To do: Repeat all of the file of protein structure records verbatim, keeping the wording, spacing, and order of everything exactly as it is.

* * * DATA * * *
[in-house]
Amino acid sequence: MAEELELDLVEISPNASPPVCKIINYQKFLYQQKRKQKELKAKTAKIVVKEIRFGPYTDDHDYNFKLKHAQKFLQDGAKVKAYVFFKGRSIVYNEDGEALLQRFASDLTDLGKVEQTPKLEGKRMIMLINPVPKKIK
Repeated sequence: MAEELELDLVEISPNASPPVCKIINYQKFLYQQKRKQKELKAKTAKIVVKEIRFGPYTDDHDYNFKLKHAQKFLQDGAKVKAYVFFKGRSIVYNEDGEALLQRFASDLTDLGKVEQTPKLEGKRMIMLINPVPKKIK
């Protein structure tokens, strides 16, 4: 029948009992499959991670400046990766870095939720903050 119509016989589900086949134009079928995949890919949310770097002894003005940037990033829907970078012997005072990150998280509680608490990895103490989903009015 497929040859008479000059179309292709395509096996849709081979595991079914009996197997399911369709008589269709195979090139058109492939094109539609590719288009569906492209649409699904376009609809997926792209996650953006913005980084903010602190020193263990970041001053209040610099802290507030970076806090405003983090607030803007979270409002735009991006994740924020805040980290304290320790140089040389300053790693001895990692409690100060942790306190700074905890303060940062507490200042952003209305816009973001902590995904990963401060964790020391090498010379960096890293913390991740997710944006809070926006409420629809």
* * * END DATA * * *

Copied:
[in-house]
Amino acid sequence: MAEELELDLVEISPNASPPVCKIINYQKFLYQQKRKQKELKAKTAKIVVKEIRFGPYTDDHDYNFKLKHAQKFLQDGAKVKAYVFFKGRSIVYNEDGEALLQRFASDLTDLGKVEQTPKLEGKRMIMLINPVPKKIK
Repeated sequence: MAEELELDLVEISPNASPPVCKIINYQKFLYQQKRKQKELKAKTAKIVVKEIRFGPYTDDHDYNFKLKHAQKFLQDGAKVKAYVFFKGRSIVYNEDGEALLQRFASDLTDLGKVEQTPKLEGKRMIMLINPVPKKIK
């Protein structure tokens, strides 16, 4: 029948009992499959991670400046990766870095939720903050 119509016989589900086949134009079928995949890919949310770097002894003005940037990033829907970078012997005072990150998280509680608490990895103490989903009015 497929040859008479000059179309292709395509096996849709081979595991079914009996197997399911369709008589269709195979090139058109492939094109539609590719288009569906492209649409699904376009609809997926792209996650953006913005980084903010602190020193263990970041001053209040610099802290507030970076806090405003983090607030803007979270409002735009991006994740924020805040980290304290320790140089040389300053790693001895990692409690100060942790306190700074905890303060940062507490200042952003209305816009973001902590995904990963401060964790020391090498010379960096890293913390991740997710944006809070926006409420629809």